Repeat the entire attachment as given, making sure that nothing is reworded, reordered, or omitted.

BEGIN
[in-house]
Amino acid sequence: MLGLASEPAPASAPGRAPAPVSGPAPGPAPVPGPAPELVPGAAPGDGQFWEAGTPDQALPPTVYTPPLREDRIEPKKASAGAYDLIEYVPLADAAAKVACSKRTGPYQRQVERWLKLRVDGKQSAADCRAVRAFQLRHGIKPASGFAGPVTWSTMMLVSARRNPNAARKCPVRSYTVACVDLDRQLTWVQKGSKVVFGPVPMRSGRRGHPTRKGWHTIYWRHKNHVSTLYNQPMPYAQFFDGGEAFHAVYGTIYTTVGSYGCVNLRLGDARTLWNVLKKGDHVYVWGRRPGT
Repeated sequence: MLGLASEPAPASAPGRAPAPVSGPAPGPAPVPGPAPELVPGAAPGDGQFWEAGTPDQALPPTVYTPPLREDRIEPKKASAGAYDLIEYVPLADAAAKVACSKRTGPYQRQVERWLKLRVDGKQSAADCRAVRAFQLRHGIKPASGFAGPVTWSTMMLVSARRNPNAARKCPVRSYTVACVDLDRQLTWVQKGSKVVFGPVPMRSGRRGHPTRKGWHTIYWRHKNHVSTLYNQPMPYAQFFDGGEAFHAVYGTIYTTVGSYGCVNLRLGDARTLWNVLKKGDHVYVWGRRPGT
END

[in-house]
Amino acid sequence: MLGLASEPAPASAPGRAPAPVSGPAPGPAPVPGPAPELVPGAAPGDGQFWEAGTPDQALPPTVYTPPLREDRIEPKKASAGAYDLIEYVPLADAAAKVACSKRTGPYQRQVERWLKLRVDGKQSAADCRAVRAFQLRHGIKPASGFAGPVTWSTMMLVSARRNPNAARKCPVRSYTVACVDLDRQLTWVQKGSKVVFGPVPMRSGRRGHPTRKGWHTIYWRHKNHVSTLYNQPMPYAQFFDGGEAFHAVYGTIYTTVGSYGCVNLRLGDARTLWNVLKKGDHVYVWGRRPGT
Repeated sequence: MLGLASEPAPASAPGRAPAPVSGPAPGPAPVPGPAPELVPGAAPGDGQFWEAGTPDQALPPTVYTPPLREDRIEPKKASAGAYDLIEYVPLADAAAKVACSKRTGPYQRQVERWLKLRVDGKQSAADCRAVRAFQLRHGIKPASGFAGPVTWSTMMLVSARRNPNAARKCPVRSYTVACVDLDRQLTWVQKGSKVVFGPVPMRSGRRGHPTRKGWHTIYWRHKNHVSTLYNQPMPYAQFFDGGEAFHAVYGTIYTTVGSYGCVNLRLGDARTLWNVLKKGDHVYVWGRRPGT